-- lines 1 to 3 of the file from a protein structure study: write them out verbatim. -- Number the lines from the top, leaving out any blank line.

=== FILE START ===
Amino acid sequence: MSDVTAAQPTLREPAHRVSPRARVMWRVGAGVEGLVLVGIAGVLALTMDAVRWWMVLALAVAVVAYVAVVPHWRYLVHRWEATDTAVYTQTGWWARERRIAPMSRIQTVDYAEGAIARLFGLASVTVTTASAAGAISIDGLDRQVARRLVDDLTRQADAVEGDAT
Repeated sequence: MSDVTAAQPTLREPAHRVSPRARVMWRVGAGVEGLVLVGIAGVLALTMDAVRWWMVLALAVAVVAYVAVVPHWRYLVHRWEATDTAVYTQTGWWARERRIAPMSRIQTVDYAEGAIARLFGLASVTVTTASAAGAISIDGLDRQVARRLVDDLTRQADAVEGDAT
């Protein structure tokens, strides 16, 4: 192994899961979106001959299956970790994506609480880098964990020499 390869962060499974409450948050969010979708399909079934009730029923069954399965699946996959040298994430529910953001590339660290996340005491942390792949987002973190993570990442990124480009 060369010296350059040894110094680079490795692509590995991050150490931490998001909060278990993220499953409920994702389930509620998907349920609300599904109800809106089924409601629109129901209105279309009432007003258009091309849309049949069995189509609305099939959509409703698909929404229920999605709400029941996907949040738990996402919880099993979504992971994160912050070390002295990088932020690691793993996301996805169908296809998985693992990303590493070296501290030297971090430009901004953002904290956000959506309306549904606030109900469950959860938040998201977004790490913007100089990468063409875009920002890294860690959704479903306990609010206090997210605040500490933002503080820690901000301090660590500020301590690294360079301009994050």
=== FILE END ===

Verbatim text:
Amino acid sequence: MSDVTAAQPTLREPAHRVSPRARVMWRVGAGVEGLVLVGIAGVLALTMDAVRWWMVLALAVAVVAYVAVVPHWRYLVHRWEATDTAVYTQTGWWARERRIAPMSRIQTVDYAEGAIARLFGLASVTVTTASAAGAISIDGLDRQVARRLVDDLTRQADAVEGDAT
Repeated sequence: MSDVTAAQPTLREPAHRVSPRARVMWRVGAGVEGLVLVGIAGVLALTMDAVRWWMVLALAVAVVAYVAVVPHWRYLVHRWEATDTAVYTQTGWWARERRIAPMSRIQTVDYAEGAIARLFGLASVTVTTASAAGAISIDGLDRQVARRLVDDLTRQADAVEGDAT
């Protein structure tokens, strides 16, 4: 192994899961979106001959299956970790994506609480880098964990020499 390869962060499974409450948050969010979708399909079934009730029923069954399965699946996959040298994430529910953001590339660290996340005491942390792949987002973190993570990442990124480009 060369010296350059040894110094680079490795692509590995991050150490931490998001909060278990993220499953409920994702389930509620998907349920609300599904109800809106089924409601629109129901209105279309009432007003258009091309849309049949069995189509609305099939959509409703698909929404229920999605709400029941996907949040738990996402919880099993979504992971994160912050070390002295990088932020690691793993996301996805169908296809998985693992990303590493070296501290030297971090430009901004953002904290956000959506309306549904606030109900469950959860938040998201977004790490913007100089990468063409875009920002890294860690959704479903306990609010206090997210605040500490933002503080820690901000301090660590500020301590690294360079301009994050």